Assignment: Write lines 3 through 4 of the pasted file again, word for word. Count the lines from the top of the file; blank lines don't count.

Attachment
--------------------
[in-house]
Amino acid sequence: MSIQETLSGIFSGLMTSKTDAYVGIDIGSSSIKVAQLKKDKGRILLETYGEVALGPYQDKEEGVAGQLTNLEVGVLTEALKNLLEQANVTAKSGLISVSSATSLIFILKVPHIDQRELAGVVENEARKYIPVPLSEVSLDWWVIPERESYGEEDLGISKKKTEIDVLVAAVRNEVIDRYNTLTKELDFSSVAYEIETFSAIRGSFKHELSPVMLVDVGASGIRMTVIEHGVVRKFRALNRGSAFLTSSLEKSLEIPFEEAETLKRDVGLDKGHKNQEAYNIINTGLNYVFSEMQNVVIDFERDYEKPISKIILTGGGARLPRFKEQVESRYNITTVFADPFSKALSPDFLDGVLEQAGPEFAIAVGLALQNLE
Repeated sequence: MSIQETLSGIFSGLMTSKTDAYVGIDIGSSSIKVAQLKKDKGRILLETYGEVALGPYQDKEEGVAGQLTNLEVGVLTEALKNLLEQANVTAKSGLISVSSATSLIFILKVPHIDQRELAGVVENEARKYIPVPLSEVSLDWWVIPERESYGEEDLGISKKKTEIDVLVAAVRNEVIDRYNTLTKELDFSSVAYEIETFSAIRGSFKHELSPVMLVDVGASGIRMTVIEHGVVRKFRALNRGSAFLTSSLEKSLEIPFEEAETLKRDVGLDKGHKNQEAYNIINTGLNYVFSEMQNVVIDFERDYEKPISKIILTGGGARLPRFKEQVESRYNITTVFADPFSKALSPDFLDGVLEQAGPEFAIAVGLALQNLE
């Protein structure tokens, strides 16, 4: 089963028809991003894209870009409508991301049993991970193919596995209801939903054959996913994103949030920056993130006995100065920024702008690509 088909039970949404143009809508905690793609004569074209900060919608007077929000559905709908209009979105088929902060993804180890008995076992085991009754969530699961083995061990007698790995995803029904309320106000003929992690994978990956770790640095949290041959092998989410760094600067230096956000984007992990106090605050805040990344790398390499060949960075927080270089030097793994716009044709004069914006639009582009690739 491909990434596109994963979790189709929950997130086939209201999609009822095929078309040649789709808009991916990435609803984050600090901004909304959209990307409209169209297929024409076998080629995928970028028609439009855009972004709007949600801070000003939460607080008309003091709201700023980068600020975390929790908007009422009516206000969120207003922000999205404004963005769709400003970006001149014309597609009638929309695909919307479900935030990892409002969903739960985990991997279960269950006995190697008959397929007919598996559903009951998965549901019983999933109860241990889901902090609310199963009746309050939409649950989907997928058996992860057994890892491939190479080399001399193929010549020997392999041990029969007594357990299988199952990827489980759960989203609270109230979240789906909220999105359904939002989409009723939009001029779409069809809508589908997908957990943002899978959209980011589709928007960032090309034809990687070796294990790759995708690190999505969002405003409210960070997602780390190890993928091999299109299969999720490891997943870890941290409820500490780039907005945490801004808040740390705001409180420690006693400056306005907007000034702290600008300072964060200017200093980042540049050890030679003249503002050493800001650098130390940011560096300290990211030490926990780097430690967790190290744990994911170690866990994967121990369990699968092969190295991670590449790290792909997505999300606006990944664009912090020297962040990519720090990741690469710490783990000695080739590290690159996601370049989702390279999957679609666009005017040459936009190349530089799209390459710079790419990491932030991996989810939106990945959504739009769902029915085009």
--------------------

Repeated sequence: MSIQETLSGIFSGLMTSKTDAYVGIDIGSSSIKVAQLKKDKGRILLETYGEVALGPYQDKEEGVAGQLTNLEVGVLTEALKNLLEQANVTAKSGLISVSSATSLIFILKVPHIDQRELAGVVENEARKYIPVPLSEVSLDWWVIPERESYGEEDLGISKKKTEIDVLVAAVRNEVIDRYNTLTKELDFSSVAYEIETFSAIRGSFKHELSPVMLVDVGASGIRMTVIEHGVVRKFRALNRGSAFLTSSLEKSLEIPFEEAETLKRDVGLDKGHKNQEAYNIINTGLNYVFSEMQNVVIDFERDYEKPISKIILTGGGARLPRFKEQVESRYNITTVFADPFSKALSPDFLDGVLEQAGPEFAIAVGLALQNLE
């Protein structure tokens, strides 16, 4: 089963028809991003894209870009409508991301049993991970193919596995209801939903054959996913994103949030920056993130006995100065920024702008690509 088909039970949404143009809508905690793609004569074209900060919608007077929000559905709908209009979105088929902060993804180890008995076992085991009754969530699961083995061990007698790995995803029904309320106000003929992690994978990956770790640095949290041959092998989410760094600067230096956000984007992990106090605050805040990344790398390499060949960075927080270089030097793994716009044709004069914006639009582009690739 491909990434596109994963979790189709929950997130086939209201999609009822095929078309040649789709808009991916990435609803984050600090901004909304959209990307409209169209297929024409076998080629995928970028028609439009855009972004709007949600801070000003939460607080008309003091709201700023980068600020975390929790908007009422009516206000969120207003922000999205404004963005769709400003970006001149014309597609009638929309695909919307479900935030990892409002969903739960985990991997279960269950006995190697008959397929007919598996559903009951998965549901019983999933109860241990889901902090609310199963009746309050939409649950989907997928058996992860057994890892491939190479080399001399193929010549020997392999041990029969007594357990299988199952990827489980759960989203609270109230979240789906909220999105359904939002989409009723939009001029779409069809809508589908997908957990943002899978959209980011589709928007960032090309034809990687070796294990790759995708690190999505969002405003409210960070997602780390190890993928091999299109299969999720490891997943870890941290409820500490780039907005945490801004808040740390705001409180420690006693400056306005907007000034702290600008300072964060200017200093980042540049050890030679003249503002050493800001650098130390940011560096300290990211030490926990780097430690967790190290744990994911170690866990994967121990369990699968092969190295991670590449790290792909997505999300606006990944664009912090020297962040990519720090990741690469710490783990000695080739590290690159996601370049989702390279999957679609666009005017040459936009190349530089799209390459710079790419990491932030991996989810939106990945959504739009769902029915085009």